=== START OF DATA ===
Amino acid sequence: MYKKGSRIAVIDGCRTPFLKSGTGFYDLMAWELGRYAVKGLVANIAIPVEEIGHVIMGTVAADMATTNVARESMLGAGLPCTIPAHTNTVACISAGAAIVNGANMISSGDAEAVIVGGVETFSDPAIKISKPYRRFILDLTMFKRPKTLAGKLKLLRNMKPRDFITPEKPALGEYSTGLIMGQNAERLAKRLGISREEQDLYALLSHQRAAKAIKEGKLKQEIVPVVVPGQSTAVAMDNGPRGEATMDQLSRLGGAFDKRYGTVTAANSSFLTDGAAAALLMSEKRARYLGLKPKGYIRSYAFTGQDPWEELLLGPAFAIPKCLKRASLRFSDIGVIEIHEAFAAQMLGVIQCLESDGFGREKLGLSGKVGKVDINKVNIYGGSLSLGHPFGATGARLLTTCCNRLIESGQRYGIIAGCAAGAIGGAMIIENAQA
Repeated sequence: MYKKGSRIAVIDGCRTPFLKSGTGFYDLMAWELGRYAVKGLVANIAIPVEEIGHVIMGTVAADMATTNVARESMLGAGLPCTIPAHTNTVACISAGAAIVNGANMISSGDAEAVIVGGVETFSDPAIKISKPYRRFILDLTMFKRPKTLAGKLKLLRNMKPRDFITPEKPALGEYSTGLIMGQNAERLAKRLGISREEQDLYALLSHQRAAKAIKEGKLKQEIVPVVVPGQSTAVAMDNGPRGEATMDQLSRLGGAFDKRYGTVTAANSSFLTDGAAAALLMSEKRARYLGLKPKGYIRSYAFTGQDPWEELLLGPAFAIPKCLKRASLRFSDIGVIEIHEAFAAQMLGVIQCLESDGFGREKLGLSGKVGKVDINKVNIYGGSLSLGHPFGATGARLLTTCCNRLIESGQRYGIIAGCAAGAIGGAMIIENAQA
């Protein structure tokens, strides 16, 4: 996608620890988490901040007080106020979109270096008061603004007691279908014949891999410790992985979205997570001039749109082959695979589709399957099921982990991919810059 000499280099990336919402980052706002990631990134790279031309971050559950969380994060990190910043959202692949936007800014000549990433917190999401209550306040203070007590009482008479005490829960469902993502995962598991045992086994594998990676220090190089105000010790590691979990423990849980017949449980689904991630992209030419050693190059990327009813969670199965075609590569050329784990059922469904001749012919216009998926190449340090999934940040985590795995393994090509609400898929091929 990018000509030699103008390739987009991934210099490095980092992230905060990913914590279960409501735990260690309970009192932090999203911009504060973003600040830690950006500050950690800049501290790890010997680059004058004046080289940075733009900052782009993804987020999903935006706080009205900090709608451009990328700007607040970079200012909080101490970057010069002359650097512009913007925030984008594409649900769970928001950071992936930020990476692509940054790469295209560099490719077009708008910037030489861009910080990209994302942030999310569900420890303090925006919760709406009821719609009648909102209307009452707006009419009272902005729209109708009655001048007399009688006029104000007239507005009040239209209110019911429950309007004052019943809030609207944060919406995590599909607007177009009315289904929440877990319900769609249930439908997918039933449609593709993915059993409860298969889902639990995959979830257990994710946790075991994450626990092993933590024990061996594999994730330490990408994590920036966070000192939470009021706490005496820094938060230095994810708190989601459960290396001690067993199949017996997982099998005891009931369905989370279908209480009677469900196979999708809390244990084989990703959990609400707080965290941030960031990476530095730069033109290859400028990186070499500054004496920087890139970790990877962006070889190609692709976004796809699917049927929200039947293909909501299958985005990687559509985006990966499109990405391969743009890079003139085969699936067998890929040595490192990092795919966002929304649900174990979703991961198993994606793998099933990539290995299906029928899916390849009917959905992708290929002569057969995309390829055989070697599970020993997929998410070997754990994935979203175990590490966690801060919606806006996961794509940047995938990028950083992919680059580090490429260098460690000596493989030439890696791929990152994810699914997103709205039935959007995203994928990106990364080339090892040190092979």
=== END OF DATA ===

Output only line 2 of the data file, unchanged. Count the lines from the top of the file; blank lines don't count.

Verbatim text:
Repeated sequence: MYKKGSRIAVIDGCRTPFLKSGTGFYDLMAWELGRYAVKGLVANIAIPVEEIGHVIMGTVAADMATTNVARESMLGAGLPCTIPAHTNTVACISAGAAIVNGANMISSGDAEAVIVGGVETFSDPAIKISKPYRRFILDLTMFKRPKTLAGKLKLLRNMKPRDFITPEKPALGEYSTGLIMGQNAERLAKRLGISREEQDLYALLSHQRAAKAIKEGKLKQEIVPVVVPGQSTAVAMDNGPRGEATMDQLSRLGGAFDKRYGTVTAANSSFLTDGAAAALLMSEKRARYLGLKPKGYIRSYAFTGQDPWEELLLGPAFAIPKCLKRASLRFSDIGVIEIHEAFAAQMLGVIQCLESDGFGREKLGLSGKVGKVDINKVNIYGGSLSLGHPFGATGARLLTTCCNRLIESGQRYGIIAGCAAGAIGGAMIIENAQA